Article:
For many Malaysians, kopitiams are a familiar part of the everyday urban landscape. “Kopitiams are much more than just coffeehouses,” says Patricia Fernandez, a 26-year-old copywriter. “They’re a big part of Malaysian culture and our national identity.” As a result of their popularity and enduring presence, these traditional coffeeshops have become knitted into larger national narratives of social cohesion.
“Kopitiams are important to Malaysian identity because they are places where people can get together to have a lively chat and debate issues. This is important for our multicultural society, so that Malaysia can keep being the peaceful and welcoming country it is,” says Daniel Boon, a law student.
This sentiment is especially relevant to Kuala Lumpur, which is dazzlingly pluralistic. The urban population is composed of the country’s three largest ethnic groups—Malays, Chinese, and Indians—as well as significant numbers of indigenous peoples and migrants. This diversity is further reflected and complicated in the city’s religious and cultural makeup, making spaces like kopitiams feel especially important for their potential to equalize.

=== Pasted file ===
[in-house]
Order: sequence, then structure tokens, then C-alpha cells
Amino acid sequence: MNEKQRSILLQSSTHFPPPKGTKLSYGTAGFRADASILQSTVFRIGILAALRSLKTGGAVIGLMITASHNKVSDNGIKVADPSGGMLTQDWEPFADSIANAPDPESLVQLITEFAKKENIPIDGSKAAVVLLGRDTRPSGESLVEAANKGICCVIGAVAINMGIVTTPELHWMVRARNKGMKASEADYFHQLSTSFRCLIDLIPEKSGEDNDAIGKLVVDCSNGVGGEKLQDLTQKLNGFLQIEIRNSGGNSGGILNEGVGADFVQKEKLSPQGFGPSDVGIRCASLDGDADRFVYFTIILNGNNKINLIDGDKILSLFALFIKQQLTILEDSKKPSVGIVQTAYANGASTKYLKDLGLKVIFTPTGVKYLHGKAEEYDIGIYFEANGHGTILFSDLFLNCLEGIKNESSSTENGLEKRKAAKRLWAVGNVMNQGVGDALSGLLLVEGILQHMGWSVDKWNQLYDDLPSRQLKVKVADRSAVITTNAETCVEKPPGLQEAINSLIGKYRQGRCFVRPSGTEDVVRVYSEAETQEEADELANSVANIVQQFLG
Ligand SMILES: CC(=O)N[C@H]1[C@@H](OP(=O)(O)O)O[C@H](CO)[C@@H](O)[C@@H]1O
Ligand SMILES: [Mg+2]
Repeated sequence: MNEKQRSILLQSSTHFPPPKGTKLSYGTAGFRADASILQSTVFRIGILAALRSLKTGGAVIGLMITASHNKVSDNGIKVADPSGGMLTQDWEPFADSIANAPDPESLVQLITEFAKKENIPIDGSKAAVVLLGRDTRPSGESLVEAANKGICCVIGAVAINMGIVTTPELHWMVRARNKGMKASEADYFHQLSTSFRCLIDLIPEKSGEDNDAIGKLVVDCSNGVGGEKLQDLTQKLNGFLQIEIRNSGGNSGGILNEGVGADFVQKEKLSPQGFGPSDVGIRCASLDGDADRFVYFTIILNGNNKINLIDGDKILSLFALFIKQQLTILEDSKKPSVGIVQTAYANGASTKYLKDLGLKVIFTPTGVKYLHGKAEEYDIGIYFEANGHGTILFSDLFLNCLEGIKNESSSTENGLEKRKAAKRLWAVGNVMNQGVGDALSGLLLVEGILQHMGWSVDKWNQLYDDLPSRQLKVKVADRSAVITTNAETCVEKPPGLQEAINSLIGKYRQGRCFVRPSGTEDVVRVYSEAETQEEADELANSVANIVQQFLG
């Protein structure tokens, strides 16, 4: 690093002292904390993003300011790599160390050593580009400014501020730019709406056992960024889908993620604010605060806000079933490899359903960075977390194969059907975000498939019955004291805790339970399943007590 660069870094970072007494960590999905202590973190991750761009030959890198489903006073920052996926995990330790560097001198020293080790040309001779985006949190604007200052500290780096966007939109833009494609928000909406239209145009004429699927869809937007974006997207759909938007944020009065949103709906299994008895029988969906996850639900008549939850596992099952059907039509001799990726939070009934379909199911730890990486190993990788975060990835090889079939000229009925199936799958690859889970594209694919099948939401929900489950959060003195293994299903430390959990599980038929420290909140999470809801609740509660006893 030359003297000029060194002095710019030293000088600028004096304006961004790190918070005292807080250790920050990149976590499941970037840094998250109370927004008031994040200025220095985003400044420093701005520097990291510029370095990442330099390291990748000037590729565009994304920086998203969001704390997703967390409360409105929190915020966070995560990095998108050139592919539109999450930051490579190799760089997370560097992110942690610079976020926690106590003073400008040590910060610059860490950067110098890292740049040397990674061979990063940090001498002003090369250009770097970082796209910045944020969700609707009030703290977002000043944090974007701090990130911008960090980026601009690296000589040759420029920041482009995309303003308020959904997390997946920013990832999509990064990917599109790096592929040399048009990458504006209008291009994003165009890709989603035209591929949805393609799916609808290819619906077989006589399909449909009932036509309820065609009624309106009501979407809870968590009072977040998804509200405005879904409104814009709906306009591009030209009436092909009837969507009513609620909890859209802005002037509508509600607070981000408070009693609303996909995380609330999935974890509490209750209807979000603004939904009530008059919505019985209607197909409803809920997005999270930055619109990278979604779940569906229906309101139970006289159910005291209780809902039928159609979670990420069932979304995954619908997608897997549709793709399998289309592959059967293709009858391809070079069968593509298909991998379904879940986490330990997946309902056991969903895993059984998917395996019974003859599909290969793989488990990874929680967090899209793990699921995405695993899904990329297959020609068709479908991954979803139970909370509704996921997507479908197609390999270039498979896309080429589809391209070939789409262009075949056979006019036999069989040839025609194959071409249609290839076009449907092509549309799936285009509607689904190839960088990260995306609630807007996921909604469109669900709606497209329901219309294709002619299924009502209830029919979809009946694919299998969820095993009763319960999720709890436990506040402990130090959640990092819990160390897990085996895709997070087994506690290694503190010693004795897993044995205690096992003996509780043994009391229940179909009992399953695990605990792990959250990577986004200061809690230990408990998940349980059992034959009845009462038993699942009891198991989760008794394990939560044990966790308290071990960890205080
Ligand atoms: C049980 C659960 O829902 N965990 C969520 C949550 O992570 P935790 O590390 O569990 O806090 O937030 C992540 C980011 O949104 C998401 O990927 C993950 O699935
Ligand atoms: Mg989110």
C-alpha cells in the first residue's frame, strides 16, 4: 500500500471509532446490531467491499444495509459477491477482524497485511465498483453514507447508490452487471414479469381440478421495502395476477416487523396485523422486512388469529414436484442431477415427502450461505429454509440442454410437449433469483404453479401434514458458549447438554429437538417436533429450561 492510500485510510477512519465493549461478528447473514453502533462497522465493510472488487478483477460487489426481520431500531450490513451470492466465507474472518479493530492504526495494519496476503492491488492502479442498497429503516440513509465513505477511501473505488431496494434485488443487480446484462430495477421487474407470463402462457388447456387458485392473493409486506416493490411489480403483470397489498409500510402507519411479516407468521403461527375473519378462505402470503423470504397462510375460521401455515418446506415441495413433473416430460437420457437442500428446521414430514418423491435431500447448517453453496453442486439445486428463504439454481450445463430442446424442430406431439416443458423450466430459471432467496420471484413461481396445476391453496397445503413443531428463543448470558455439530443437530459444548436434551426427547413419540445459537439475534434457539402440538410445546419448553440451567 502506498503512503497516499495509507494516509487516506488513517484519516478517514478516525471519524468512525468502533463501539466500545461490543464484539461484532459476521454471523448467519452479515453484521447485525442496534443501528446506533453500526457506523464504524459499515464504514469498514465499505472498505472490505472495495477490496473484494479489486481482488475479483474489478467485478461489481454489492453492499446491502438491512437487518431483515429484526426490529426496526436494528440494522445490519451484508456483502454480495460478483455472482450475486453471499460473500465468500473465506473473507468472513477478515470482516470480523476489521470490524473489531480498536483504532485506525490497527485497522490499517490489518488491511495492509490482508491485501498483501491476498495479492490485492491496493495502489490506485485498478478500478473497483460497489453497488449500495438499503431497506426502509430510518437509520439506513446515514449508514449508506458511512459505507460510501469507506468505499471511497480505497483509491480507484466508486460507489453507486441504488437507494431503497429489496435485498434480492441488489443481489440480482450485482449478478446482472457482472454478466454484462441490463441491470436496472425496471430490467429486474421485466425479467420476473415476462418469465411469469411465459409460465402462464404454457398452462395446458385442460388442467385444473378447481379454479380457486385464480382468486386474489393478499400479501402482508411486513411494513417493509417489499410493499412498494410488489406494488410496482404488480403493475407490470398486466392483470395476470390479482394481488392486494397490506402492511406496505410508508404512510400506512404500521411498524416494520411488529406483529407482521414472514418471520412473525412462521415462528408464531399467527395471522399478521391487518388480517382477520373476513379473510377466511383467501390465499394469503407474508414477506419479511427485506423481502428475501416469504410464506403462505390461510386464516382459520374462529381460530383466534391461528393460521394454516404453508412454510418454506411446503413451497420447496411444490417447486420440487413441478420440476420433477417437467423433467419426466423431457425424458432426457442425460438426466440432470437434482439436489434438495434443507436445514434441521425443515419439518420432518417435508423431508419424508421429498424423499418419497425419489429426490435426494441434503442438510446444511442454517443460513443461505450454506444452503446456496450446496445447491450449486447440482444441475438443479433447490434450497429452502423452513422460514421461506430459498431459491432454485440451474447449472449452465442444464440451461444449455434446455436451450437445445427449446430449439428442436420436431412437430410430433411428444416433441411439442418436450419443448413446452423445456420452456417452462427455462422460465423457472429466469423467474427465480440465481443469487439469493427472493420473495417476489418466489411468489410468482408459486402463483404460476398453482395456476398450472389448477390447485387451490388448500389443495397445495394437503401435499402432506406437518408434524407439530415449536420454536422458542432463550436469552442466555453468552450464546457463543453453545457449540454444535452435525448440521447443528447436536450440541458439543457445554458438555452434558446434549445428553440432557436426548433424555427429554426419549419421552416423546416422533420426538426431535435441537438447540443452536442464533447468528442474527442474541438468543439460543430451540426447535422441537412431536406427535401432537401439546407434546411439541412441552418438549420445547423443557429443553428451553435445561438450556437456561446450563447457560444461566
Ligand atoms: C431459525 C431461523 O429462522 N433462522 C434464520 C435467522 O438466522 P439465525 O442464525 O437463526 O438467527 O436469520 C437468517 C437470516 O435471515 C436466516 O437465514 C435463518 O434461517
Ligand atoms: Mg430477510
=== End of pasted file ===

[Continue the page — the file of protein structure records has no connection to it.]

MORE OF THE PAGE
Kopitiams may be beloved, but they are dwindling in number. In Malaysia’s cities, gentrification and rapid development are increasingly leaving them on the back foot. A spokesperson for Kuala Lumpur’s Chinese Coffee and Tea Shop-Keepers’ Association laments that the number of kopitiams registered with them has been dropping for decades. Chinatown, the historic heart of the city, was once home to scores of them, but today only three remain formally registered in the area.